In a keen grasp of the obvious,University of Southern California(USC) researchers have released astudy showing that people aren'tany happier even when they acquiregreater wealth. That comes as no surpriseto me—and shouldn't to doctorswho have a clue about life. Researchersanalyzed data from the US GeneralSocial Survey, which asked the same1500 people from 1972 to 2000 abouttheir income and happiness levels.
"We don't realize that our materialwants increase with the amount of moneywe make," says Dr. Richard Easterlin, aneconomist and USC professor who ledthe research efforts. "We always think themore money we make, the happier we'llbe. This illusion leads us to misallocatetime to material pursuits rather than nonmaterialpursuits, such as spending timewith family or maintaining good health."
Growing up as the child of a successfulphysician, I saw first hand how moneyand happiness had little to do with eachother. I don't claim to have a perfect family,but I did personally witness the troublesand sadness of many wealthy familiesin my community. For the many parentsand children of wealth I knew, it waseasier to ignore a problem, offering amaterial possession or act, than confrontone with a thoughtful conversation oract. The lesson I learned? If you count onmoney or possessions to make you happy,you'll be endlessly disappointed.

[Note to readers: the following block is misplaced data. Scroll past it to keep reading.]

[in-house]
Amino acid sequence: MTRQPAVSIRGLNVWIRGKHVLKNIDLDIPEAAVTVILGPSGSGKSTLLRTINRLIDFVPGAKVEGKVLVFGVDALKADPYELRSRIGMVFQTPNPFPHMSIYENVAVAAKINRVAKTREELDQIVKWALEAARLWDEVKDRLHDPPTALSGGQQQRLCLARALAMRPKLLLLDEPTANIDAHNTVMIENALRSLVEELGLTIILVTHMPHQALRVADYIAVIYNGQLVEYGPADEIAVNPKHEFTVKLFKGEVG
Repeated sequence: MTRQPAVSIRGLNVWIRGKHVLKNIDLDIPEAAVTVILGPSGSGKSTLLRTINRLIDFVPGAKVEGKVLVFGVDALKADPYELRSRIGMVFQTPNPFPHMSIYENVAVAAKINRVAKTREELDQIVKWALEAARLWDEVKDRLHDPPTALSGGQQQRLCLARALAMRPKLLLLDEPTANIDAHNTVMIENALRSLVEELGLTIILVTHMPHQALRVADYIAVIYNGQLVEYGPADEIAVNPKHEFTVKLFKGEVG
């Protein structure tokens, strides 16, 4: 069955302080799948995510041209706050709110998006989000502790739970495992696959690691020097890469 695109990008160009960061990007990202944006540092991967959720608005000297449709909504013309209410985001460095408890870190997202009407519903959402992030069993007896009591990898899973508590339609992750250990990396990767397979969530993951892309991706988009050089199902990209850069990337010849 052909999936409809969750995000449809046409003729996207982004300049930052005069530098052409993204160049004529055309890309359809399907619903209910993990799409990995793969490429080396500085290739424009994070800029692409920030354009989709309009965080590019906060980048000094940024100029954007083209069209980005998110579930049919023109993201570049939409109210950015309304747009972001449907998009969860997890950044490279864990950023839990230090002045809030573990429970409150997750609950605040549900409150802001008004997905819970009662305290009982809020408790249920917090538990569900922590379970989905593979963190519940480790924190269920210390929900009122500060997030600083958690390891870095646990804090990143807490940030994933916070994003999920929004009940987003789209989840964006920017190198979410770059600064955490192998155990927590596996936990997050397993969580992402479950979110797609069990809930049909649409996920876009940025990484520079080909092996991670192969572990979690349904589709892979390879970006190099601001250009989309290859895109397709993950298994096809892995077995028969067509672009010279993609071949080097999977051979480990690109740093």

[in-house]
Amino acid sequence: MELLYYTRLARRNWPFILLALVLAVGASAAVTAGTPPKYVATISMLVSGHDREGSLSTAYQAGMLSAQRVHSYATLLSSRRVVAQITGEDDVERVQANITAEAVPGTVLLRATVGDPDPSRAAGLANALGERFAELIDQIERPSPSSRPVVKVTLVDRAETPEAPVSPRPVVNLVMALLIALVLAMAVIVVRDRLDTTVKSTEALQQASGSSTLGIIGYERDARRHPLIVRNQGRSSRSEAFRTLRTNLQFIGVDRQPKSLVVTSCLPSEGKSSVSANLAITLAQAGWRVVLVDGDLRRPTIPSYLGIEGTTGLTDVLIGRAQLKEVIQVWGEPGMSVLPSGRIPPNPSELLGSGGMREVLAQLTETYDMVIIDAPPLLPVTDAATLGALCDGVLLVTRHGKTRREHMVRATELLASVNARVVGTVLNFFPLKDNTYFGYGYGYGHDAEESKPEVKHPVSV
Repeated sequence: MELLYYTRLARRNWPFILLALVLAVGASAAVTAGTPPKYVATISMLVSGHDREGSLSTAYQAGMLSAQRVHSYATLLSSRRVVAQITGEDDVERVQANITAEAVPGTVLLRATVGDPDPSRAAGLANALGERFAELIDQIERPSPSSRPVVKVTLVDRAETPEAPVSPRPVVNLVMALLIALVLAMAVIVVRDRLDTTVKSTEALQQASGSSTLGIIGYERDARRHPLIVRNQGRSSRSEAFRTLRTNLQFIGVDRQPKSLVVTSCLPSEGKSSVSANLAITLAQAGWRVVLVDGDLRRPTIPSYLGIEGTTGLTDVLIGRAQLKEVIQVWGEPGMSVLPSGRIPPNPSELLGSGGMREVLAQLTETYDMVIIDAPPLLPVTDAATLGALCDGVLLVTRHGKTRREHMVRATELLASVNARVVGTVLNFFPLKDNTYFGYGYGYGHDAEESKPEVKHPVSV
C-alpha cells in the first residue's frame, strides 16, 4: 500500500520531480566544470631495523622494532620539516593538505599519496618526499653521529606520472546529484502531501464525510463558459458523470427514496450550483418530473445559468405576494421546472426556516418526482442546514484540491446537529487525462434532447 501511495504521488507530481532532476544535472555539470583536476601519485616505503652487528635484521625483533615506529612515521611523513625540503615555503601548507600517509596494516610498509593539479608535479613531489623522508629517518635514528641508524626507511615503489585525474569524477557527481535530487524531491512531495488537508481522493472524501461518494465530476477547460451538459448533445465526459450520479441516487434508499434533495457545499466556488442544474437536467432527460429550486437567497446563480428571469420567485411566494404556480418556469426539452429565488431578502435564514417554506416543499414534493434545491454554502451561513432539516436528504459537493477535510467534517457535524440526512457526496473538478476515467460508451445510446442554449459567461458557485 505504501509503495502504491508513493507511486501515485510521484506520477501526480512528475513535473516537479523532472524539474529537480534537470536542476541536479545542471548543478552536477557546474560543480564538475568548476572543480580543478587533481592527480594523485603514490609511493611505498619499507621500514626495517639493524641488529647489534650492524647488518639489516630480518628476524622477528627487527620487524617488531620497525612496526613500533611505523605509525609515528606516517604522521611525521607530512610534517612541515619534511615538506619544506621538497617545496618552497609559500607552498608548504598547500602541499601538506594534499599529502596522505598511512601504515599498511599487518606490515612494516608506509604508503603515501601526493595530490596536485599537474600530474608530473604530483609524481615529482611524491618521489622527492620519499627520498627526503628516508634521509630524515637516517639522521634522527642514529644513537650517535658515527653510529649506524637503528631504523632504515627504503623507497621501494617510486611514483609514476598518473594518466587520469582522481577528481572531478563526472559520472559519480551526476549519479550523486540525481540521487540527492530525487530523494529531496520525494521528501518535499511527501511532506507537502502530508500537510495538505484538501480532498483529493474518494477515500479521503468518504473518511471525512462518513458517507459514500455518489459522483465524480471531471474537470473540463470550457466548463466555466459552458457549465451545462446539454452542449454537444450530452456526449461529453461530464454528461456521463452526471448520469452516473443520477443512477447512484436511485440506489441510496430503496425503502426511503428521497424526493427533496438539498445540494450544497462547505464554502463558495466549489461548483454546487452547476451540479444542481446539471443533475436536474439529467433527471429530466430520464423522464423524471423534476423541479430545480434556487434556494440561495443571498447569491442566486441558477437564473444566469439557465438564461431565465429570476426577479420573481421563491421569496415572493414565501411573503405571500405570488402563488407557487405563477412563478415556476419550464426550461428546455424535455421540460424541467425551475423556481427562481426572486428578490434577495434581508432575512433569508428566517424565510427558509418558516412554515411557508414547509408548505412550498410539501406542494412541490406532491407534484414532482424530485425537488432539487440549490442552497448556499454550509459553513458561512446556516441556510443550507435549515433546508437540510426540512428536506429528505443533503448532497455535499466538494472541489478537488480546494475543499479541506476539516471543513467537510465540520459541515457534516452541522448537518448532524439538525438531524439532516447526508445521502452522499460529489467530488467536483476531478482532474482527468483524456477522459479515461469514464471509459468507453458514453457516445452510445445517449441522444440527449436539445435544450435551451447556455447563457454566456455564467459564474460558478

And it's not just American citizenswho make the mistake of thinking thatmoney can somehow improve a person'slot in life. Unfortunately, it's the stock-in-tradefor our government. Funding forsocial welfare programs is by far thelargest portion of the nation's governmentoutlays—representing more than50% of the annual federal budget. Allthat money, and such little happiness.
Perhaps physicians, who know somethingabout seeking contentment intoday's anxious medical profession times,are more in tune than most. According toa recent survey of 2300 readers, nearly 80%believed that "spending time with family"was the best way to improve theirmind, body, and spirit.